This is a free event and does not require booking
Open daily 11:00 - 18:00. Open late Thu till 20:00.
This winter we present Indirect Imaging, the first ever UK solo exhibition by renowned American artist Jim Campbell. Using LED lights, Campbell constructs exquisite light sculptures derived from simple films – birds in flight or commuters walking. By reducing the visual information to the bare minimum he creates captivating works which make the everyday appear magical.
“When you’re inside, it’s more about your peripheral vision, and it’s more about feeling the birds flying around you. That’s where the movement comes in. You feel the fluttering of the wings.”
Jim Campbell was born in Chicago in 1956 and lives in San Francisco. He studied Mathematics and Engineering at MIT in the late 1970s and has since worked in filmmaking, interactive video and LED light technology. His background in electrical engineering, mathematics, photography and filmmaking enables him to make immersive works that explore the space between the representative and the abstract. In a world of high definition Campbell’s evocative and deliberately lofi work reminds us of something more timeless.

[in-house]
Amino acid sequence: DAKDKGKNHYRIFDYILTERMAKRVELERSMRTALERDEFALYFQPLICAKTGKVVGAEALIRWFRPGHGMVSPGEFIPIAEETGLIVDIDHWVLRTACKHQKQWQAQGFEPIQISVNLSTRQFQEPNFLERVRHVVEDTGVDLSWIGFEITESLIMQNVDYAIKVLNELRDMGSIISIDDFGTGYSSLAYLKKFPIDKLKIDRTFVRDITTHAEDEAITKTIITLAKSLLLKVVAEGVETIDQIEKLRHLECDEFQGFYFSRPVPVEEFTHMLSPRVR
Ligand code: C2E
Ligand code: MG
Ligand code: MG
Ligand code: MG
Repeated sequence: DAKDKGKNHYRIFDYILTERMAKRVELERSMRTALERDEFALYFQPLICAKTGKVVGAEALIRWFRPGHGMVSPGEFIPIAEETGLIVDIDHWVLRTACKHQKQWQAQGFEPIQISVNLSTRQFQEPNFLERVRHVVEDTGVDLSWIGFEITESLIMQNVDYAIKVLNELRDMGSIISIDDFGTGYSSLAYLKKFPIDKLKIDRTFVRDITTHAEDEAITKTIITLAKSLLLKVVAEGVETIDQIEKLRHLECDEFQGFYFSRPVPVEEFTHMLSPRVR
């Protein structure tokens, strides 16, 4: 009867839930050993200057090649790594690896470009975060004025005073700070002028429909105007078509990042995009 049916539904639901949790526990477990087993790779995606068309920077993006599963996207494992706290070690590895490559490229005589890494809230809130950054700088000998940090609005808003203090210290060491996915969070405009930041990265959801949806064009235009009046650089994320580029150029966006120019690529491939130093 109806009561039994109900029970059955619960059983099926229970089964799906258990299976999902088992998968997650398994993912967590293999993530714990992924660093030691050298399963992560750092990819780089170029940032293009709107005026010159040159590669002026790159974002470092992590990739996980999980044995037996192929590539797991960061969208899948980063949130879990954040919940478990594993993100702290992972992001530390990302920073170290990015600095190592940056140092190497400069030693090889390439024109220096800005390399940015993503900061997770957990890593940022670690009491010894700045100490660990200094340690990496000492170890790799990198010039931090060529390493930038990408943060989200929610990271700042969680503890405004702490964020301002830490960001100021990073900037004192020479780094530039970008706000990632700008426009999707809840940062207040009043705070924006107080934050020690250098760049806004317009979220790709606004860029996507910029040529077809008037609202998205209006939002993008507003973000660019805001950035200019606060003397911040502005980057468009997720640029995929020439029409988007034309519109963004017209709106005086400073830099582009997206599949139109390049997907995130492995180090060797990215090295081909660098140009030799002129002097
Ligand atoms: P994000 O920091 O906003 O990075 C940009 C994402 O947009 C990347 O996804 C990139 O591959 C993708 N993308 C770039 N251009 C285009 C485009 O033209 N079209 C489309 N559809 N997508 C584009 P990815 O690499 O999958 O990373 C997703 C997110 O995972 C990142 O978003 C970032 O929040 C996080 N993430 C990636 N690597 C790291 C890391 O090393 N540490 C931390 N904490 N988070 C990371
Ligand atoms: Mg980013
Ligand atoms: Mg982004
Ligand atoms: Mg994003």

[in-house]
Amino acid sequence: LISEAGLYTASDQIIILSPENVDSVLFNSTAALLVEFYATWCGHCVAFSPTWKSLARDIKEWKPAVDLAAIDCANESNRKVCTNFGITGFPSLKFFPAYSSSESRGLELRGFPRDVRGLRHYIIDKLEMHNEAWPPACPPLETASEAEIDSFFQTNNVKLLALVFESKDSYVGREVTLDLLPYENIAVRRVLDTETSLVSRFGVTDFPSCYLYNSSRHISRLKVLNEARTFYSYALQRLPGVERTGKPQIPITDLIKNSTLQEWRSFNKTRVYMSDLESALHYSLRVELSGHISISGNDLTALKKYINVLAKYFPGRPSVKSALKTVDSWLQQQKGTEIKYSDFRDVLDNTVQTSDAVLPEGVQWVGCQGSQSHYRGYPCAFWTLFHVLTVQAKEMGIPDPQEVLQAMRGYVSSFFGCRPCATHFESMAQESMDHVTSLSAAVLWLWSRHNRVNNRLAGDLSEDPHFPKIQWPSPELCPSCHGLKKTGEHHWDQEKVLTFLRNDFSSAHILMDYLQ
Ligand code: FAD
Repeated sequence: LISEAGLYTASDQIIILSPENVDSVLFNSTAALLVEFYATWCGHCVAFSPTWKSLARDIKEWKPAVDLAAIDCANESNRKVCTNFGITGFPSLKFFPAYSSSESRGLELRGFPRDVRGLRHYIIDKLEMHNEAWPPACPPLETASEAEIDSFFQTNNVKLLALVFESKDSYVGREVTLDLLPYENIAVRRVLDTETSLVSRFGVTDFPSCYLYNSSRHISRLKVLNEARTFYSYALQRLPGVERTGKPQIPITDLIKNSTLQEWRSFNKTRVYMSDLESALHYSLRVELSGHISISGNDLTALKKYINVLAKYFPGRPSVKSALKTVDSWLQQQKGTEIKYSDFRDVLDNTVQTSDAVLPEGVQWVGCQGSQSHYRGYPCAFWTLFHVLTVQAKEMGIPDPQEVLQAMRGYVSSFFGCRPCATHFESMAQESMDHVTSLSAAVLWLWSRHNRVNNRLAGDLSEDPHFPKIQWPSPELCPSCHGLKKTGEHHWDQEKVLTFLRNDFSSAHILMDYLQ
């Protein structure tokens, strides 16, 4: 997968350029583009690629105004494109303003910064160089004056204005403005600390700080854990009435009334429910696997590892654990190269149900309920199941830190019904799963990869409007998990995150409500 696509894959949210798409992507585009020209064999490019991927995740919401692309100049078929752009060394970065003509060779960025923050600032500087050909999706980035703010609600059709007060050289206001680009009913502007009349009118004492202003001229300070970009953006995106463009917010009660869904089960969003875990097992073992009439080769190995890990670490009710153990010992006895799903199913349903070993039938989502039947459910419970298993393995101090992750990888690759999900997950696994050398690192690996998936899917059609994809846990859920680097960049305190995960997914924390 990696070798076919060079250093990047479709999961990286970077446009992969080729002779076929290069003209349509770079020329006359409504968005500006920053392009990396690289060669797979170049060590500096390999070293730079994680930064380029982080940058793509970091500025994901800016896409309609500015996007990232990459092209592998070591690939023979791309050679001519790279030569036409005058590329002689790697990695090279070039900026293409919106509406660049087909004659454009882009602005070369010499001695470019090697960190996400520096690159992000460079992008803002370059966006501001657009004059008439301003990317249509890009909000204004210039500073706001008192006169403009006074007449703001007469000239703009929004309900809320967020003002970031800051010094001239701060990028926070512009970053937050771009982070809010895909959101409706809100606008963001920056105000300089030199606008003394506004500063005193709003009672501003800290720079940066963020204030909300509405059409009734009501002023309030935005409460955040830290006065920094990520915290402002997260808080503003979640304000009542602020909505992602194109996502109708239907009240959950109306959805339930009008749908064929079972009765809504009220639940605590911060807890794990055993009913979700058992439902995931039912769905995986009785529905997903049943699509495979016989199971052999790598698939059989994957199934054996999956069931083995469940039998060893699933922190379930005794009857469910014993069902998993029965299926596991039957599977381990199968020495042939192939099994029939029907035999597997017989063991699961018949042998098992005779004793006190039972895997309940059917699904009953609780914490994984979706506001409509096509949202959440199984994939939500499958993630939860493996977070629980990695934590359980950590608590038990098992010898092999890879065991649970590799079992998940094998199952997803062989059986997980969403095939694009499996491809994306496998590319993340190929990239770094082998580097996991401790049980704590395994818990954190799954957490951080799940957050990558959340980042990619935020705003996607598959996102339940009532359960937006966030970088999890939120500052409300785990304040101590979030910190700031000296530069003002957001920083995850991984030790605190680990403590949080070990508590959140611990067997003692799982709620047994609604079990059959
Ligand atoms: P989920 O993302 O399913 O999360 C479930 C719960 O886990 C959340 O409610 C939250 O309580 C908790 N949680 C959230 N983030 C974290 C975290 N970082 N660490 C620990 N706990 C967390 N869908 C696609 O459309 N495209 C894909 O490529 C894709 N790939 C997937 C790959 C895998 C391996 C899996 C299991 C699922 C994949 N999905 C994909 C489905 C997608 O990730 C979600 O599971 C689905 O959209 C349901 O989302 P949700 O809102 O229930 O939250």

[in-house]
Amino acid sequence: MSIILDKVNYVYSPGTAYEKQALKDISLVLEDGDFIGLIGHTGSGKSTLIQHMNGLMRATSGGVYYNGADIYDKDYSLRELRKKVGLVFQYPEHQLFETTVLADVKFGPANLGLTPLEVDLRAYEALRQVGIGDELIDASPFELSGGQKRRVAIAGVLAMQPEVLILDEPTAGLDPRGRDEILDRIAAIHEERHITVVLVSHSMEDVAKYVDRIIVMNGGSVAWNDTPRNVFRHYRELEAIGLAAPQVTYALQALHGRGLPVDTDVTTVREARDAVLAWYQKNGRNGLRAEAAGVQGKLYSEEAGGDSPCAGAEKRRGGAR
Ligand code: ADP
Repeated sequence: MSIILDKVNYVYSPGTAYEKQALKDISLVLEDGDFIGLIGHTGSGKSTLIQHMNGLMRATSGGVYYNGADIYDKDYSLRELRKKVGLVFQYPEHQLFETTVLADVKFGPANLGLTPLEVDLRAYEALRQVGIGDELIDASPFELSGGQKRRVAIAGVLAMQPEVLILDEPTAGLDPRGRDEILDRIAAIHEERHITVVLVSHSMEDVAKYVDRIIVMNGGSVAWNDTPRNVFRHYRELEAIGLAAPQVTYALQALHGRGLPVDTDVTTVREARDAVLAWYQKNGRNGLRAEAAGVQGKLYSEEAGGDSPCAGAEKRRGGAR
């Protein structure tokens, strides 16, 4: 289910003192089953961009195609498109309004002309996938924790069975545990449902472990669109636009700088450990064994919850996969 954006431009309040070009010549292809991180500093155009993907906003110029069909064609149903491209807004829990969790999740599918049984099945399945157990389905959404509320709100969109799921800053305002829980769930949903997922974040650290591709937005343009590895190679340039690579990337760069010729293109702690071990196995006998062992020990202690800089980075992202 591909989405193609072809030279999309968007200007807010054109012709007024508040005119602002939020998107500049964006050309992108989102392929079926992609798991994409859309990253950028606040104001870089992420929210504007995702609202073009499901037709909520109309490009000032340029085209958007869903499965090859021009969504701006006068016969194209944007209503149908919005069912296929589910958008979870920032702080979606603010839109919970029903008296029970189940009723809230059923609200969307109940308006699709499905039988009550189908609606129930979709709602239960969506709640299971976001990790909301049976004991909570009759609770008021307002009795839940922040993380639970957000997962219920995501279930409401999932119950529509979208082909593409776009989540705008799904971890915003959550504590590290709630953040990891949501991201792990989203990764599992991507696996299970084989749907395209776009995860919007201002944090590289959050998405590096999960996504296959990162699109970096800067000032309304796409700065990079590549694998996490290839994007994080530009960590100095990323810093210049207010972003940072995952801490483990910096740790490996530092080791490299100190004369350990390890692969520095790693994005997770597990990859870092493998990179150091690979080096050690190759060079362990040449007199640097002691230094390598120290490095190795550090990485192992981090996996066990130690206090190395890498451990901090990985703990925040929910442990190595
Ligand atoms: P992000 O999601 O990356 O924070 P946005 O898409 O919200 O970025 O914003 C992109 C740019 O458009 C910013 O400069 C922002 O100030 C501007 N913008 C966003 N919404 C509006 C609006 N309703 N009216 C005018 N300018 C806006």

Indirect Imaging includes two large scale installations: Tilted Plane (2011) and Last Day in the Beginning of March (2003). In Tilted Plane hundreds of glass bulbs, with filaments replaced with LEDs, are hung at varying levels, creating a sloping field of flickering light, a landscape for you to explore. Last Day in the Beginning of March fictionally chronicles the last day in the life of the artist’s brother using text and multiple light sources to imply specific memories and events.
Campbell’s work is in the collections of major museums including MoMA, the Whitney Museum of American Art, the Metropolitan Museum of Art, the Smithsonian Museum of American Art, SFMOMA, LACMA, the Berkeley Art Museum, and the San Jose Museum of Art. His numerous public commissions include the San Diego airport, Madison Square Park in New York, the Dallas Cowboys Stadium, and the new San Francisco central subway in Union Square as well as collaborations with ballet and dance companies.
"For this superlative exhibition at Dundee Contemporary Arts, the darkness of the rooms becomes a canvas for the lights and the illusion of motion. The galleries seem both vast and intimate"
Darran Anderson, Studio International
Collection of the Berkeley Art Museum, University of California, Berkeley